The Economy of Risk and Respect: Accounts by Puerto Rican Sex Workers of HIV Risk Taking

Article excerpt

The HIV pandemic has forced us to think of risk in a new way. Knowledge and education about HIV risks alone have largely failed to change sexual and drug-using behaviors among those at the highest risk for infection (Kelly & Murphy, 1991; Khalsa & Kowalewski, 1994; Tice, 1992; Biemiller, 1991). We have begun to ask how "high risk" sexual and drug-use behaviors, often construed as a matter of individual choice, are socially produced (Holland & Ramazanoglu, 1990; MacPhail & Campbell, 1999). Behavior is enabled by specific social circumstances. Acts which we think of as risky from one perspective may actually be seen as safe within other social contexts.

Since the development of the HIV pandemic, many studies have examined high risk drug-use and sexual behavior within an individualist paradigm, framing HIV risk behavior as the result of either poor information or illogical choices with regard to health, and have sought to attribute HIV risk behaviors to individual characteristics of their practitioners (Bourgois, 1999; MacPhail & Campbell, 1999). Alternately, a growing body of literature has focused on the structural factors--such as power inequalities along the lines of gender, social class, income, race, or ethnicity--which predetermine the HIV infection rates experienced by members of groups at elevated risk, such as Latinas and sex workers, and which place constraints on their choices with regard to self-protective sexual and drug-use behavior (Bourgois and Dunlap, 1993; Farmer, Connors, & Simmons, 1996). Fewer studies have examined how these women navigate themselves within the context of their social universe, replete with competing risks and rewards on physical, economic, and moral planes (Rhodes, Stimson, & Quirk, 1996). Given that drug use is associated with higher risk sex exchanges among sex workers, understanding how drug-using sex workers in particular modify the hazards and social symbolism of their work and their addiction is of utmost importance (De Graaf, Vanwesenbeek, Vanzessen, Straver, & Visser, 1995; Estebanez, Fitch, & Najera 1993; Pyett & Warr, 1997). This paper reviewed interviews with female, drug-dependent sex workers recruited from neighborhoods of high volume commercial sex work in urban Puerto Rico. In the process, we attempted to understand how sexual practices which are incomprehensible within an HIV-prevention perspective are actually rooted in a local cultural logic.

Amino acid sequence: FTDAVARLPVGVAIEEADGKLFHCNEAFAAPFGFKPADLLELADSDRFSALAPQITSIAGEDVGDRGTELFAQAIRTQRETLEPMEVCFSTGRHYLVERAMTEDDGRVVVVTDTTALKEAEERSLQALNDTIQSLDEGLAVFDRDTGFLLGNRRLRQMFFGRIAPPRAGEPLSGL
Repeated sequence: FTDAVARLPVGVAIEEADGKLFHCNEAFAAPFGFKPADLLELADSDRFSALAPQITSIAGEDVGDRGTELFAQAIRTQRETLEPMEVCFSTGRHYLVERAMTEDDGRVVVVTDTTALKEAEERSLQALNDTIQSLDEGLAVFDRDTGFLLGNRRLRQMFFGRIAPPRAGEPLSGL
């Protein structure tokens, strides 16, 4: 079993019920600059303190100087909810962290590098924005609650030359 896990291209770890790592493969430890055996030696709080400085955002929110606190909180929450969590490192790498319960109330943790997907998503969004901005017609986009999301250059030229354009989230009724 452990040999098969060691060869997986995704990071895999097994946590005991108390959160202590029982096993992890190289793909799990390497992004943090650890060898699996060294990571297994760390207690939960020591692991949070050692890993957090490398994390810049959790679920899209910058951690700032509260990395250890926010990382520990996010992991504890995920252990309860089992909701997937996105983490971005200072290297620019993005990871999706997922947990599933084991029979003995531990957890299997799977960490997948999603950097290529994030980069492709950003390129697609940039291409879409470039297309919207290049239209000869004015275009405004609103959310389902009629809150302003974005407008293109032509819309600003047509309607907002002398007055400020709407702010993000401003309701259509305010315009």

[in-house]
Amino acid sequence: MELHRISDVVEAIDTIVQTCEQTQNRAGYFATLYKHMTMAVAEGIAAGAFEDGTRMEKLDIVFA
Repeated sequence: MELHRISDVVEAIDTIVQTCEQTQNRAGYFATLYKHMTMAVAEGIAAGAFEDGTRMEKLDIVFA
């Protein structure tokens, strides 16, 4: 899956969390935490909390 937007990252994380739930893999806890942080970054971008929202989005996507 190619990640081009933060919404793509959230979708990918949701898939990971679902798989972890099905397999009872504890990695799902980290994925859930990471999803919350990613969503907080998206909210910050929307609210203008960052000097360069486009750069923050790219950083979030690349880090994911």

In our analysis of these narratives we drew upon the theoretical framework of structured action (Dunn, 1998; Messerschmidt, 1997). Structured action posits that social categories such as race or ethnicity, gender or class are achieved through social interaction. In this context, people draw upon their daily experiences and understandings to provide meaning to their social life (Simmel, 1950). Theorists of structured action have applied this concept to the narratives of structurally marginalized people, such as gang members and women, to show how they adapt to their social circumstances and to explain their nonmainstream behavior as an attempt to parallel mainstream social norms (Dunn, 1998). At the same time, people operating from marginal social positions interpret their actions in nonmainstream ways, imbuing them with locally generated meanings (Messerschmidt, 1997). In this view, a narrator is "neither simply the product of her circumstances (a victim) nor the producer of her world (a powerful female) but, rather ... both" (Dunn, 1998, p. 479).

Puerto Rico is a commonwealth of the United States, meaning that it is subject to most federal regulations and subsidies. Puerto Ricans are U.S. citizens, although they do not vote in presidential elections nor do they have voting representatives in the U.S. Congress. Compared to the 50 United States, Puerto Rico is poor; in 1990, one half of all Puerto Rican families earned less than $10,000 a year, and 20% of eligible Puerto Ricans were unemployed (Chavez, 1998). …